2. Have a program designed for your specific issues (ROM, join pain, existing injuries, flexibility, fatigue, medical considerations)
  3. Start off slowly (just like a beginner at any age) until you get a good level of base strength

It can be a little more complex than the above but most professional fitness trainers in conjunction with your doctor can design a program based on your current abilities, medical constraints and pre-existing injuries if any.

However, this isn’t an excuse. I’ve personally witness a 74 year old come into my gym and do pull-ups, 3 times a week with a 45 lb weight. For reps! I’m also in contact with a 65 year old Harley Davidson motorcycle rider who did 405 lb squats last year and aims to beat his record this year… AFTER … having knee surgery.

If you want more proof age is no excuse, check outFit Over 40by Jon Benson. His beautiful book is an not only an inspiration to what you can accomplish at any age but it’s a true testimonial that you can build muscle and burn fat no matter what your age.

I often get asked if there’s a real different in training between somebody who’s younger (30) and somebody who’s older (50+). A few of my fitness colleagues believe there’s different routines for older people.

HOGWASH!

Jim Flanagan said it best when being interviewed by Dr. Darden.

“Today, I train just as hard, but not as frequent. I allow for more recovery…”

That’s the real difference.RECOVERY. In fact, you might argue that if you are older, you have to train harder in order to keep those gains coming.

Don’t let age be a factor in anything you do. And don’t get suckered into training programs for older people.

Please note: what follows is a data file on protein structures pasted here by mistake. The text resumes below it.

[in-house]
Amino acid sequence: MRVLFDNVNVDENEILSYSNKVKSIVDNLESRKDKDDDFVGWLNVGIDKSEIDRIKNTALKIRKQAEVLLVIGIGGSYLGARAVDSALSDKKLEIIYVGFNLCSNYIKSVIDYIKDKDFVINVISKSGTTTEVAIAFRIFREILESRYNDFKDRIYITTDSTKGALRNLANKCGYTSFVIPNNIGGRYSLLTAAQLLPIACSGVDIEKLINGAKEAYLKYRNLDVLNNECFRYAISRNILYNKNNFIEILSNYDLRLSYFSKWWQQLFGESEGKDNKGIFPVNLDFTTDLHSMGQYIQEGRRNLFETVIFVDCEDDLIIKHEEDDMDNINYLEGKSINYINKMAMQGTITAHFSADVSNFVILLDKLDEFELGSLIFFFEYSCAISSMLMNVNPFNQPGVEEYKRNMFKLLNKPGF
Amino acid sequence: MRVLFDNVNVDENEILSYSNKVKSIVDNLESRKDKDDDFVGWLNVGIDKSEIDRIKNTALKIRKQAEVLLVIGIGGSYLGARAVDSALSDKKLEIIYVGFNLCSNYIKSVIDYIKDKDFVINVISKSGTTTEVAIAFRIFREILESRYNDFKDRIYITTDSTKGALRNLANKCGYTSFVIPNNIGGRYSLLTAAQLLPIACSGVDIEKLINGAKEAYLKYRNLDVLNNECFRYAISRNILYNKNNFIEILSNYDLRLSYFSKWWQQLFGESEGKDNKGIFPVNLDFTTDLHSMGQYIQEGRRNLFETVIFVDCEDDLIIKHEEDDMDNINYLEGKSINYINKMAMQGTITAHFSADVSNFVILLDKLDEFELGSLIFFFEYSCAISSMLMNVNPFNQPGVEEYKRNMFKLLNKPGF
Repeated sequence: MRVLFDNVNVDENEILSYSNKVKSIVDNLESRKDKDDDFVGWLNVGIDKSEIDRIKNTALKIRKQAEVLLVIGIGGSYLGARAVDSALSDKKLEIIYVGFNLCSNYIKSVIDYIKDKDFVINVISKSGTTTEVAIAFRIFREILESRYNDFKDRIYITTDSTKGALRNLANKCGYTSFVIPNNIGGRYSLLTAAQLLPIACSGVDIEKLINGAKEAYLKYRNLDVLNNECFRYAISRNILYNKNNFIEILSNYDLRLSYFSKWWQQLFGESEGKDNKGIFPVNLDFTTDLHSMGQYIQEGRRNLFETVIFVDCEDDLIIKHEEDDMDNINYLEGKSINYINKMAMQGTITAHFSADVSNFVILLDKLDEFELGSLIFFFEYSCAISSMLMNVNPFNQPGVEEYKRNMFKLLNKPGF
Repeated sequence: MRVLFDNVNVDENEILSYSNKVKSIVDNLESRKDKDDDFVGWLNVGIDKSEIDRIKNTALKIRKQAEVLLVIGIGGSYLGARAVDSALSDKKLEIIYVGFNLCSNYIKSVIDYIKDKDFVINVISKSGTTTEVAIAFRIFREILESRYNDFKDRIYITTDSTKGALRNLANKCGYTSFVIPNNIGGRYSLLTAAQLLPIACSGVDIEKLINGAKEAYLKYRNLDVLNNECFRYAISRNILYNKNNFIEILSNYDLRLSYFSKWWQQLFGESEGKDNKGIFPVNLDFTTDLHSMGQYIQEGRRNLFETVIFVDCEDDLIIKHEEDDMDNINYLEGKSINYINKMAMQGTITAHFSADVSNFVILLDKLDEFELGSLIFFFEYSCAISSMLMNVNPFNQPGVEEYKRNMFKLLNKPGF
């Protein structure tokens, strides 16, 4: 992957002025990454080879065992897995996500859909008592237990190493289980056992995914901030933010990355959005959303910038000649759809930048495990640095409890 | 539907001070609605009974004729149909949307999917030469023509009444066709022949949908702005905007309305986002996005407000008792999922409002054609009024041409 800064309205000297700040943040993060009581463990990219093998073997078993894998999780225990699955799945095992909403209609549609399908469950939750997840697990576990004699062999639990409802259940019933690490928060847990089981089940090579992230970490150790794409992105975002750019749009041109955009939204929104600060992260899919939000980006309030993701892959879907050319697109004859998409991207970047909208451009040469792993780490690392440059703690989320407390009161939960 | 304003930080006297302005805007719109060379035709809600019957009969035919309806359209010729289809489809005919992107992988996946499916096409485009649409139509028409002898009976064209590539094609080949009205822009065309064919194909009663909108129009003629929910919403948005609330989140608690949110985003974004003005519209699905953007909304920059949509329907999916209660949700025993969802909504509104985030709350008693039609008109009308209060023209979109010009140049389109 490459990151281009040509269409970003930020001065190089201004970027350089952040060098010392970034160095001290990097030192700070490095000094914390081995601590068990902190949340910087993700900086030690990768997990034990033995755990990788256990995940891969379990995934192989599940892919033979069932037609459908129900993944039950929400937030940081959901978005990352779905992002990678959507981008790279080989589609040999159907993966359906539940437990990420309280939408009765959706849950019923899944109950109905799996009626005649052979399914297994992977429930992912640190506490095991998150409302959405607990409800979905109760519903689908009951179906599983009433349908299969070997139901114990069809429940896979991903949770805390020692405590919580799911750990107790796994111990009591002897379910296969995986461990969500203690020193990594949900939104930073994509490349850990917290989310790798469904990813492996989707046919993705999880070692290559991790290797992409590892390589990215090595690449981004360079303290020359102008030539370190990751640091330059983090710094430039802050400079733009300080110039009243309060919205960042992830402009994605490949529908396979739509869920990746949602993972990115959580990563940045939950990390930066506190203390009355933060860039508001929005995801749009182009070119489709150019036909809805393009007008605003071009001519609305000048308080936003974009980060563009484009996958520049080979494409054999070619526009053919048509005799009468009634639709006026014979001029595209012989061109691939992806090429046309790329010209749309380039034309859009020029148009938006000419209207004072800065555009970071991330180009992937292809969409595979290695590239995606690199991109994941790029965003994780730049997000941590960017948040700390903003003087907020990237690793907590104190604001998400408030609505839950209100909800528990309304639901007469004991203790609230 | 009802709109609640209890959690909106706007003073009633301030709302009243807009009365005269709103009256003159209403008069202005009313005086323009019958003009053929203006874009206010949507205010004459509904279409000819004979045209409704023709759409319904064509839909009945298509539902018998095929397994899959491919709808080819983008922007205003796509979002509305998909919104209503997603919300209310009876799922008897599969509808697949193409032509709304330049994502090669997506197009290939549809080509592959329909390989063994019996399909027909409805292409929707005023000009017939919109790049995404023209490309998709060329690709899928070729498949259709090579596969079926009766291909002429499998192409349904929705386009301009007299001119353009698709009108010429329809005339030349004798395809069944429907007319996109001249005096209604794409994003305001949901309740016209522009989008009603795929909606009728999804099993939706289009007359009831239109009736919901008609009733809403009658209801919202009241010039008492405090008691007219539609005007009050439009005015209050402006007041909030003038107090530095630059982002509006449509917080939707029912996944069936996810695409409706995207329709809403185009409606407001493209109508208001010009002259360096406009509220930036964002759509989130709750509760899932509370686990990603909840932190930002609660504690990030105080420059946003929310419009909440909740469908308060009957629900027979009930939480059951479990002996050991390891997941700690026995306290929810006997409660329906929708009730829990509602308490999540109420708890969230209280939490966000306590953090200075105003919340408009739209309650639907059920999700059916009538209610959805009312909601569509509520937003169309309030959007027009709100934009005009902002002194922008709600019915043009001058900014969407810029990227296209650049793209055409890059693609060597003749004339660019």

Scott “Old Navy” Hults didn’t even start bodybuilding until age 59 if I recall. He’s won several big name competitions in the Master Pro Bodybuilder category. He trains just as hard as any younger guy. Maybe harder. Most of his training partners are guys who are half his age. He doesn’t do any special exercises for seniors. He started off slow just like any beginner would and he increased his level of fitness. Now he can train at an advanced level.

In short for those who hate to read, Scott didn’t do some special old man exercises or buy into a program for seniors because he was over 40.

While there are considerations for older adults based on their current fitness levels and medical considerations not present in younger people, it’s still the same principles.

We all should know by now that life is a never ending series of choices. While it’s true that advanced in technology have lead to the decline of many diseases, it’s hard to argue that a change to ones lifestyle and environment have the GREATEST impact. Even the smallest changes can result in significant and life altering benefits.

Go out and get some exercise….please.

Additional Resources:

Top 10 Fitness Trends

BodybuildingSenior

Authur De Vany

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Comments (1)
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Joy
I have just read the testimony of a 68-year-old lady who went from having difficulty getting up out of chairs and walking to running 3 1/2 miles at a time in just a couple of months. She was looking into buying a mobility scooter when she came accros the GlideCycle, and that is what changed her life. She testifies that she is not only in a better physical condition, but also has more energy and her social life  has improved a lot too. So, I guess exercise is the best thing seniors can do to stay healthy and independent, and even to regain strength they lost. To read the testimony I just mentioned you can go to http://www.mobilityscooterwarning.com/video.html